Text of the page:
Data errors were categorized into three types: (1) incomplete data; (2) nonadherence to data definitions, such as the selection of values outside the first 24 hours of intensive care admission, inaccurate calculation and ignoring specific guidelines; and (3) other errors that could not directly be accounted for, such as writing errors, transposed minimal and maximal values, or values that were not in the source data. The percentages of data error types are displayed in Table 4. All types of data errors exhibited a decrease after training. Nonadherence to data definitions decreased the most after training. Incomplete data mostly concerned respiratory rate and mean blood pressure. Inaccurate data from outside the first 24 hours of intensive care admission affected all kinds of physiological and laboratory data. Calculation errors mostly pertained to urine production and alveolar–arterial oxygen difference. Blood gas values should be selected from the sample that results in the highest alveolar–arterial oxygen difference; incorrect selection of blood gas samples resulted in inaccurate values for all five blood gas variables (i.e. partial arterial oxygen pressure, partial arterial carbon dioxide pressure, fractional inspired oxygen, alveolar–arterial oxygen difference and pH), causing a relatively high increase in the percentage of inaccurate data. Other variables for which training participants frequently ignored data definitions were admission type, diagnoses, Glasgow Coma Scale scores and body temperature. Measurements of body temperature from the rectum, blood, oesophagus or ear are considered to be core temperatures. According to the definition 1°C should be added to temperatures measured at the patient's groin; this was often forgotten. Other errors that could not directly be accounted for were randomly distributed among all variables. In most of these cases the documented data value did not correspond to the true lowest or highest value.

Table 4 Types of data extraction errors and their frequency of occurrence in the training group before and after training (for all NICE variables)

Severity of illness scores and predicted mortalities

Results of the Wilcoxon signed rank sum test indicate that, after training, SAPS II scores and mortality probabilities in the training group showed less absolute deviation from gold standard scores and predicted mortalities (P = 0.002 in both cases; Table 5). APACHE II scores and mortality probabilities showed no improvement after training. In the control group, deviations from SAPS II and APACHE II gold standard scores and mortality probabilities were equally large at both data extractions.

Table 5 Deviation from the gold standard severity-of-illness scores and mortality probabilities for training and control groups


Based on the results of the present study we may conclude that training in data definitions and data collection guidelines improves data quality in general. Before training, many variables were incorrect and incomplete; this was probably due to the fact that participants were unacquainted with most of the data definitions. After training, completeness and adherence to data definitions increased significantly.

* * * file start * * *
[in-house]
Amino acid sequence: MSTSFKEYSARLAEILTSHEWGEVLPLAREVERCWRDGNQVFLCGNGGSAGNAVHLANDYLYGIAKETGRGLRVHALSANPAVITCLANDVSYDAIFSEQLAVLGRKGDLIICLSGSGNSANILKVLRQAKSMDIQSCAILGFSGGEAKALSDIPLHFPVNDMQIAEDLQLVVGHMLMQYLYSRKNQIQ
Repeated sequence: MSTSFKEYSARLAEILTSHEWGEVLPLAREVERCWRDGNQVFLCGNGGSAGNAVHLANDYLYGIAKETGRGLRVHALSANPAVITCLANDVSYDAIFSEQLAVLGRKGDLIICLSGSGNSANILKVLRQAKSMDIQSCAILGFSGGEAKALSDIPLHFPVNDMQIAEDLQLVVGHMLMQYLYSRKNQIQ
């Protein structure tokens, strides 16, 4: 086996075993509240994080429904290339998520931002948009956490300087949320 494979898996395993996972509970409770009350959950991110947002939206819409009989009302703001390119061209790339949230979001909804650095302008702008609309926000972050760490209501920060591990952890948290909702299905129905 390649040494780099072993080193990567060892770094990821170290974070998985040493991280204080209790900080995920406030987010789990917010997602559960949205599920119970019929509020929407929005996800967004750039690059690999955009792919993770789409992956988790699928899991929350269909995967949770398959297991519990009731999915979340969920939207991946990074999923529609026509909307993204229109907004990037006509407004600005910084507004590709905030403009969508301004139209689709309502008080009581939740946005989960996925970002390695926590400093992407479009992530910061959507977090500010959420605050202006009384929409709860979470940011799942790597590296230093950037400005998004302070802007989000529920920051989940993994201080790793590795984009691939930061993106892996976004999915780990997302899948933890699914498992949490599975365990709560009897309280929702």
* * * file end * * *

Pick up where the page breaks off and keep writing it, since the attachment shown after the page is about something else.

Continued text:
It could be argued that the decrease in errors after training was not the result of training but simply the result of extracting the same data twice within 2 months. Therefore, a control group was included, members of which also extracted the data of the same three cases twice with an interval of 4–6 weeks but without any training (or other intervention) in between. In that group, no difference was observed in data accuracy between the first and second data extractions. The fact that data quality did not change between the first and second data extractions in the control group suggests that simply assessing the same cases twice did not influence data quality in the training group. However, it cannot be ruled out that data quality in the control group was already optimal at the first data extraction, making it impossible to improve further ('ceiling effect'). Data accuracy in the control group was equal to the data accuracy after training in the training group. We could conclude from this that central and local training sessions (in the control group) are equally effective and that the effect of training remains for a longer period. Alternatively, the difference in baseline data quality might have been a reflection of different characteristics of both groups. For example, the number of participants in both groups was not equal, and the control group consisted of physicians from one hospital whereas the participants in the training group were from different sites.